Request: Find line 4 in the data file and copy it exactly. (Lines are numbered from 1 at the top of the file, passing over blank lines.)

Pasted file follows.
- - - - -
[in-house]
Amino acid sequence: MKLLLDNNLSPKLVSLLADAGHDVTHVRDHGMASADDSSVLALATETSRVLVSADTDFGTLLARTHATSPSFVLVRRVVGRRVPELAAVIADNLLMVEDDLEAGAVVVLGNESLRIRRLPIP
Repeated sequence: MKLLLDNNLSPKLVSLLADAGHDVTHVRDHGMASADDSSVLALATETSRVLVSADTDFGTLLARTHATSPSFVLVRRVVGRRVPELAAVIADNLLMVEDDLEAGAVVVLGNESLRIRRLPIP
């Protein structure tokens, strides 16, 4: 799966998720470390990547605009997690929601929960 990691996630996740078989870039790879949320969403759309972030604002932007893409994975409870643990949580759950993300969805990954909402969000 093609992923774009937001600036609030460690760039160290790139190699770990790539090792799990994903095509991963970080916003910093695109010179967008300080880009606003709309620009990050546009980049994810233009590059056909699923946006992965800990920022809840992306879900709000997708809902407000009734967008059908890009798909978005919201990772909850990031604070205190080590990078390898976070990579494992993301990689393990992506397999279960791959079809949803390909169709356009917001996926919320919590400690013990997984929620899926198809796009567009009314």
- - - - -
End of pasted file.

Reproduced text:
């Protein structure tokens, strides 16, 4: 799966998720470390990547605009997690929601929960 990691996630996740078989870039790879949320969403759309972030604002932007893409994975409870643990949580759950993300969805990954909402969000 093609992923774009937001600036609030460690760039160290790139190699770990790539090792799990994903095509991963970080916003910093695109010179967008300080880009606003709309620009990050546009980049994810233009590059056909699923946006992965800990920022809840992306879900709000997708809902407000009734967008059908890009798909978005919201990772909850990031604070205190080590990078390898976070990579494992993301990689393990992506397999279960791959079809949803390909169709356009917001996926919320919590400690013990997984929620899926198809796009567009009314």